International money for emergency relief flattened off last year, even as appeals for donor funding rose to new highs. New data shows that funding in 2018 reached $28.9 billion, about the same as 2017, but the number of people needing help climbed to a record 206.4 million.
The 2019 edition of the Global Humanitarian Assistance report, prepared by UK-based research NGO Development Initiatives, tells a familiar tale of the dominance of big donors and big crises: 10 severe crises consumed about 63 percent of the funding. And the same consistent small group of donors paid the overwhelming majority of the bill for the world’s international crisis response. Nine countries, plus the European Commission, accounted for 81 percent of 2018’s official funding.
Compared to 2017, the United States, Germany, and the UK spent $1.06 billion less in 2018. Large increases in donations from Saudi Arabia and the United Arab Emirates (mainly for relief in Yemen) compensated in part for those reductions.
But while the geography of humanitarian aid may not have changed markedly, the nature of some of that assistance has.
The wider use of cash (money transfers) is one of the major policy changes the sector has adopted since the World Humanitarian Summit in 2016. Aid delivered in the form of cash and vouchers, which can substitute for delivering physical goods like food and allow recipients to buy more locally, reached record levels in 2018, growing 10 percent year-on-year to $4.7 billion.
However, little change in other areas – such as localisation and longer-term funding that allows planning beyond a one-year horizon – led the analyst behind the GHA report to say, “the transformation so desperately needed in crisis financing is not yet happening.”
The latest figures for localisation – the intention to put more funds directly into the hands of locally based agencies and organisations – have budged, but only a little. Direct allocations have crept up to 3.1 percent of all spending (from two percent in 2016). Most of that went to national governments in affected countries. Funding to local and national NGOs stands at just 0.4 percent of the total.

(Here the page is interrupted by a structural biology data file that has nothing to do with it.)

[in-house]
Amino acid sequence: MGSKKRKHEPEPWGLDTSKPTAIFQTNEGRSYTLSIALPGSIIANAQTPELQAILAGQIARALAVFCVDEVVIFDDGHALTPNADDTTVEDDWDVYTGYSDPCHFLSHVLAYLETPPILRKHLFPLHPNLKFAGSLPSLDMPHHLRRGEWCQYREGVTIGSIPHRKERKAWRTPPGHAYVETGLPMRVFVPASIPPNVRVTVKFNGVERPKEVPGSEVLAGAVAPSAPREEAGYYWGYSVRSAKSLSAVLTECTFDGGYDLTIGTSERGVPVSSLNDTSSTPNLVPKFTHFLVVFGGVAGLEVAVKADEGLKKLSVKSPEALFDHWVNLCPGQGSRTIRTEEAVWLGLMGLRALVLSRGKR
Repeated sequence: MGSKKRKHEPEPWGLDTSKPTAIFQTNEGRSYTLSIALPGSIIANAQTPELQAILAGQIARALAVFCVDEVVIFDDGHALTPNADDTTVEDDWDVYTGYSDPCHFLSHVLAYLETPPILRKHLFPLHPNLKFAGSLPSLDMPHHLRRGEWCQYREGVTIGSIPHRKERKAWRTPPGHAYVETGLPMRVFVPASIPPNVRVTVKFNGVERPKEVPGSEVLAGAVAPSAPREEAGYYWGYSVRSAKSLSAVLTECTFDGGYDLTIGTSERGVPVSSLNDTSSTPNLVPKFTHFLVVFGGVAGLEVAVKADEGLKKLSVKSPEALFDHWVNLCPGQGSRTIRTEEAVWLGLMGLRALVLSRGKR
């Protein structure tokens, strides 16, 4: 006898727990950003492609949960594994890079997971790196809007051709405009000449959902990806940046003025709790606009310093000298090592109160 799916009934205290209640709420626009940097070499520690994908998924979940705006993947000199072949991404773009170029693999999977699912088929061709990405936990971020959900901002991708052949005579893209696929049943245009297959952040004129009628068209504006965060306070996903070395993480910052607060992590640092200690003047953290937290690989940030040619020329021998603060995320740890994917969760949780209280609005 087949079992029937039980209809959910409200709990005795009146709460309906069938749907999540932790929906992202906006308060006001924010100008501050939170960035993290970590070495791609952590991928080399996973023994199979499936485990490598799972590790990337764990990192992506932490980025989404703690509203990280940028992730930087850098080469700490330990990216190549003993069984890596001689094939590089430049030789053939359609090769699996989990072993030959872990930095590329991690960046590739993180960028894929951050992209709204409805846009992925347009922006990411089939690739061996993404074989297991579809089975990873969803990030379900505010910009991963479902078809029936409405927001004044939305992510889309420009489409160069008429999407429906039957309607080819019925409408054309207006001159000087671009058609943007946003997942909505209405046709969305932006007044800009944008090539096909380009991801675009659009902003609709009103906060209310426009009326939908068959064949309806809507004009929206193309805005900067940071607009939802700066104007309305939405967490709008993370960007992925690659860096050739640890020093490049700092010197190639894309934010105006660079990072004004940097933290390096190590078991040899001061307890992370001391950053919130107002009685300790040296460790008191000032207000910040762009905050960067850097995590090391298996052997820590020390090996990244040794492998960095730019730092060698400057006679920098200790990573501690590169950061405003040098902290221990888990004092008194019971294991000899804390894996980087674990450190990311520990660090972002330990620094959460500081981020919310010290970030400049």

The Global Humanitarian Assistance report tallies annual humanitarian funding for disasters and refugees, as well as long-running conflict situations and other persistent crises. It compiles data from the Organisation for Economic Co-operation and Development (OECD), the UN, the Red Cross and Red Crescent Movement, and large NGOs. Domestic efforts, family remittances, informal support, and national governmental spending are not captured.
Here are this year’s figures compared to previous years in a series of charts.
Where does it go?
Over recent years, Syria and Yemen have come to the top of the spending tables.
The following overview of $190 billion of spending from 2000 to 2017 shows the ups and downs of countries facing some of the world’s worst conflicts or disasters.
Both this table and the pie chart above show funds allocated to a specific country – other funds deployed globally or by region or theme are excluded.
Who spends it?
The relative spending power of the main actors in humanitarian enterprise has remained static. The UN receives about half of the traceable international spending, and a large array of NGOs gets another third. These proportions have not changed for almost 20 years.
(TOP PHOTO: A refugee counts a cash allowance in Ethiopia.)
Help make quality journalism about crises possible
The New Humanitarian is an independent, non-profit newsroom founded in 1995. We deliver quality, reliable journalism about crises and big issues impacting the world today. Our reporting on humanitarian aid has uncovered sex scandals, scams, data breaches, corruption, and much more.
Our readers trust us to hold power in the multi-billion-dollar aid sector accountable and to amplify the voices of those impacted by crises. We’re on the ground, reporting from the front lines, to bring you the inside story.
We keep our journalism free – no paywalls – thanks to the support of donors and readers like you who believe we need more independent journalism in the world. Your contribution means we can continue delivering award-winning journalism about crises.